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Enacting State Persecution: France, 1940-1944
September 17, 2012 @ 3:30 pm - 5:00 pm
Resident Fellow (2012-2013)
This talk will be centered on the factors that shape state agents’ decision to collaborate in, or subvert, the implementation of inhumane policies. A modern state cannot persecute vast groups of people without relying extensively on its civil servants. However, unless these civil servants have been specifically recruited for this purpose, persecuting others, committing acts of violence against specific groups, and, more broadly, committing inhumane acts are not part of their training, worldview and official duties. I explore the mechanisms that make this violence possible by examining the role played by the French Police in the deportation of Foreign Jews from France between 1942 and 1944.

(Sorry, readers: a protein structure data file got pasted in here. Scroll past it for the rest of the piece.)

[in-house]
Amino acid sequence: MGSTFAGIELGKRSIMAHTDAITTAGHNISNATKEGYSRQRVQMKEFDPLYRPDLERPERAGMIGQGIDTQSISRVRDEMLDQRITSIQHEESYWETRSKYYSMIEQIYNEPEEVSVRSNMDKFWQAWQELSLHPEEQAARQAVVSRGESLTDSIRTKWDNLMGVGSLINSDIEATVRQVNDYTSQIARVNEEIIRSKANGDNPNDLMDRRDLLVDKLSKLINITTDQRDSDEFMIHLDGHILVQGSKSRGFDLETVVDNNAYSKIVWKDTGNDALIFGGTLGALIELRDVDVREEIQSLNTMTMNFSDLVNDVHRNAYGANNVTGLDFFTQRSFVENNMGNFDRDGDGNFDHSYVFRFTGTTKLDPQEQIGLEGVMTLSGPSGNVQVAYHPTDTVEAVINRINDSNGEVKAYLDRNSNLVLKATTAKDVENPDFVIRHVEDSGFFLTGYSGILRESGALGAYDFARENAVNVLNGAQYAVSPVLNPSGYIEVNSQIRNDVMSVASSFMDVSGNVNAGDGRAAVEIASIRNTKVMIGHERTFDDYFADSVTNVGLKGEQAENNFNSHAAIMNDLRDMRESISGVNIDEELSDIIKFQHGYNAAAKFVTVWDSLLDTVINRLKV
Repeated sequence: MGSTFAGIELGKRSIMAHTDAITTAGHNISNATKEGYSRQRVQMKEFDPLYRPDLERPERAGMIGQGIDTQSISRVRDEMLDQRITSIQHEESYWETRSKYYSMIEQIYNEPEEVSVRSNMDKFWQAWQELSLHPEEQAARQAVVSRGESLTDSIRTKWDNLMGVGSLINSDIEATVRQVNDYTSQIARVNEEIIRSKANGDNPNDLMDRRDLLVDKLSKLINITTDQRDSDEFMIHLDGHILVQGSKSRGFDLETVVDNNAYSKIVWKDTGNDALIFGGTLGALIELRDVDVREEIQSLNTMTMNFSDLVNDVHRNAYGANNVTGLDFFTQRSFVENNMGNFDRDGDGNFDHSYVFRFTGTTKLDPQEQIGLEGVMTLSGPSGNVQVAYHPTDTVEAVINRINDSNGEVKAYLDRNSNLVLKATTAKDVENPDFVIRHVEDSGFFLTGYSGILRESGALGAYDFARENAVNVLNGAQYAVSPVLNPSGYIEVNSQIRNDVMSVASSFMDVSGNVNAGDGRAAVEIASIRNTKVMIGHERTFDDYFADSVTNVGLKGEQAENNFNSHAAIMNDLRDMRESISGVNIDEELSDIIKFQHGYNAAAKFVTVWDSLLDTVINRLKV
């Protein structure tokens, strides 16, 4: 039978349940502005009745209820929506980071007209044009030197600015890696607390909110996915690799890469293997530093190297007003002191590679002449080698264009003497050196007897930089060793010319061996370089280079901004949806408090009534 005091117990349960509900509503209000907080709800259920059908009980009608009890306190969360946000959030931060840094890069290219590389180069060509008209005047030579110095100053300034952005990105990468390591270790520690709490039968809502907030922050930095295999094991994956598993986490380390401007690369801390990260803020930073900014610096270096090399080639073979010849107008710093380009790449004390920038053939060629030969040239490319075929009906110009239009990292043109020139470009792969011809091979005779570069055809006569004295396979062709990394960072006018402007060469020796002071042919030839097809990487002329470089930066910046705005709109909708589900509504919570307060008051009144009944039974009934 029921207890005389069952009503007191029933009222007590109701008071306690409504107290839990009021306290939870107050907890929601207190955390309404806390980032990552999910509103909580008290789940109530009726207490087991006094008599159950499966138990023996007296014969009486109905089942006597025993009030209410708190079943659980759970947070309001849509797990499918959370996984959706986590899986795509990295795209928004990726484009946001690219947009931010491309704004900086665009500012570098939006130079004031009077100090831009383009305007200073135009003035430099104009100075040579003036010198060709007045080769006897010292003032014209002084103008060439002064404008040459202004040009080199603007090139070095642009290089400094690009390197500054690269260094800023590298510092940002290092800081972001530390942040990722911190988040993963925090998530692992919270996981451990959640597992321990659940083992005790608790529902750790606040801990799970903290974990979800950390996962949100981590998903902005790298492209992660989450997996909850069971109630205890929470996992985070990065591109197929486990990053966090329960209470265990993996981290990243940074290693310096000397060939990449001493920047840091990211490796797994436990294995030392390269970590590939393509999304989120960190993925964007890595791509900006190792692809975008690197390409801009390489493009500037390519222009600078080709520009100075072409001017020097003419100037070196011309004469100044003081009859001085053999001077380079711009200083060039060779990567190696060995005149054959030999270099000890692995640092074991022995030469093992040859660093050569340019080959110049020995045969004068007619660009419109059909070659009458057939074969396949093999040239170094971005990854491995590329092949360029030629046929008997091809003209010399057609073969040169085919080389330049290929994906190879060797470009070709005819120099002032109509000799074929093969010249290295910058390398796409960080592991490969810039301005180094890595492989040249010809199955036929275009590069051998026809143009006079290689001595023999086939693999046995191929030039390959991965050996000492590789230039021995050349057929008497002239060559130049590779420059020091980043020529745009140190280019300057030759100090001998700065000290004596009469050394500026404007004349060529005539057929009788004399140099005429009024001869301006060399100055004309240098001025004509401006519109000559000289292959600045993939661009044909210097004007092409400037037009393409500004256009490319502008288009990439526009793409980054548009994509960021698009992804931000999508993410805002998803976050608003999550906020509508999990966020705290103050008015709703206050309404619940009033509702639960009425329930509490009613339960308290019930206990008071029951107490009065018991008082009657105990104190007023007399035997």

Ivan Ermakoff is Professor of Sociology at UW-Madison. His research agenda has been centered on collective processes and outcomes in times of disruption. Along these lines, he has been studying the adoption of self-limiting norms (“Prelates and Princes,” American Sociological Review, 62:405-422), collective abdications (Ruling Oneself Out, Duke University Press), the rise and fall of patrimonial structures of power (“Patrimony and collective capacity,” Annals of the American Academy of Political and Social Science, 636: 182-203), shifts in epistemic beliefs (“Theory of Practice, Rational Choice and Historical Change,” Theory and Society, 39: 527-553), and the implementation of state persecution (“Police et arrestations,” Le Genre Humain, 52: 215-243).